8 IX 1773
9 VIII 2013


The singing oarsmen bladed the voyagers across to Raasay, a 4-hour crossing. As they approached the pier at Clachan, the chorus overlapped with a faster rhythm. The harvesters in the fields around Raasay House came into view and earshot, timing the modulations of their labour to a reaping song. Soon Lady Raasay will take the travellers to see the “wawking” of cloth, at which the women sing in a “loud and wild yowl”.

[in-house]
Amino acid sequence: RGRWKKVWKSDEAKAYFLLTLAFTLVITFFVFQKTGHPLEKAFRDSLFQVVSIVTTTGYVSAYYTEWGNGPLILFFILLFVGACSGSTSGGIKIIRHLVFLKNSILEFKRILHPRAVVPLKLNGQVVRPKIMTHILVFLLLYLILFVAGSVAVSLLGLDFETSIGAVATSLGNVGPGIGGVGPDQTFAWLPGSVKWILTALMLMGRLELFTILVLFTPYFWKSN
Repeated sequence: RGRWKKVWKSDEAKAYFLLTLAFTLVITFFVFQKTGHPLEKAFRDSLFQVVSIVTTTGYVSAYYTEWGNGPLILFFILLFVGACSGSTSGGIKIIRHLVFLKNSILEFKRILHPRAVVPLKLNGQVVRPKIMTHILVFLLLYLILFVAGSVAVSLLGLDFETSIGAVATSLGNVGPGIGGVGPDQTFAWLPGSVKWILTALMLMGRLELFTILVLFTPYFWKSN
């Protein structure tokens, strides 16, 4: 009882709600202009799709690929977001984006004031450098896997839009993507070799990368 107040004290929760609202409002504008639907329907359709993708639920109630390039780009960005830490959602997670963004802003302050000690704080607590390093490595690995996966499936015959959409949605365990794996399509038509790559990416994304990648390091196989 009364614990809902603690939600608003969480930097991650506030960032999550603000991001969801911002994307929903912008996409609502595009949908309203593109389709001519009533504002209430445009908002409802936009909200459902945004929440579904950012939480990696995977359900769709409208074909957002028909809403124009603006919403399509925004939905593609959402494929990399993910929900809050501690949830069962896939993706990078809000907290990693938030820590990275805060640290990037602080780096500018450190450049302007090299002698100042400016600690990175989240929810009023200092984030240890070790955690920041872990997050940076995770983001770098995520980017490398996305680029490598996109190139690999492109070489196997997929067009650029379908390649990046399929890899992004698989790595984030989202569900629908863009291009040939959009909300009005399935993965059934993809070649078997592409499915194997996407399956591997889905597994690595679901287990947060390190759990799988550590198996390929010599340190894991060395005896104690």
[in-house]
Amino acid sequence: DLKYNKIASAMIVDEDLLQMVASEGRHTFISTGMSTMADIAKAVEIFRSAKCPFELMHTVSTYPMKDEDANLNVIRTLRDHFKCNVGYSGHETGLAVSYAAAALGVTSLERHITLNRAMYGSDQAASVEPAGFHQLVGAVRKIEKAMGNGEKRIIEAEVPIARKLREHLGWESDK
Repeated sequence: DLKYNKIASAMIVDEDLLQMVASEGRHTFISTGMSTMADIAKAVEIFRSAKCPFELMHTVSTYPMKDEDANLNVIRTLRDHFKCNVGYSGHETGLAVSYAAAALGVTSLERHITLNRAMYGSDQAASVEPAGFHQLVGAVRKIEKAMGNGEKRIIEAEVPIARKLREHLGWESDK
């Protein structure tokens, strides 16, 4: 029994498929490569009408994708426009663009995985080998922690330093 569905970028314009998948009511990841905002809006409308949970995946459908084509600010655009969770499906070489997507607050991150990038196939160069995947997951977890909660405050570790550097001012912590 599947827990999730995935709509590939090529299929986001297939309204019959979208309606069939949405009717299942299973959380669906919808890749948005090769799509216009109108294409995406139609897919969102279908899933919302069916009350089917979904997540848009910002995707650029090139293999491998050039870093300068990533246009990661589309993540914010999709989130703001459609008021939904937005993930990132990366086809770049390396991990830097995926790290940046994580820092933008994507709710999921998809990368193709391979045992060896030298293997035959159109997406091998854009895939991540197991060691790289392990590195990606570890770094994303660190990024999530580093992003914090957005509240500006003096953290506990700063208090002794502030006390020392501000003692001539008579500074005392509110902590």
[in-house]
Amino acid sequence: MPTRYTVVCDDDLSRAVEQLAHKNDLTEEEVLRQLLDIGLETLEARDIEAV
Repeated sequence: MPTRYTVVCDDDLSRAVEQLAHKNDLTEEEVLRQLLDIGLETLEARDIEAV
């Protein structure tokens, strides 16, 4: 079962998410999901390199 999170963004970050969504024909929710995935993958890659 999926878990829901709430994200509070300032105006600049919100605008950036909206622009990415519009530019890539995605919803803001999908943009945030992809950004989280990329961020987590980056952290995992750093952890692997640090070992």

harvest-songs hone
the strokes of the sickle

waulking-songs amplify
the girth of the cloth

rowing-songs modulate
the slow stroke of the oars

masons-songs raise-up
the castle walls

war-songs bring a glint
to the spear-point

quern-songs turn, turn,
the turning stone

laments keen the scattering
of earth echoing on the coffin

This year’s harvest was not long over when the ferry, renamed Castor & Pollux for the day, landed us near the same spot. “Ferry, ‘cross to Raasay, for this isle’s the one I love”.


Wilma Paterson (ed.) & Alasdair Gray (illus.), The Songs of Scotland (1996)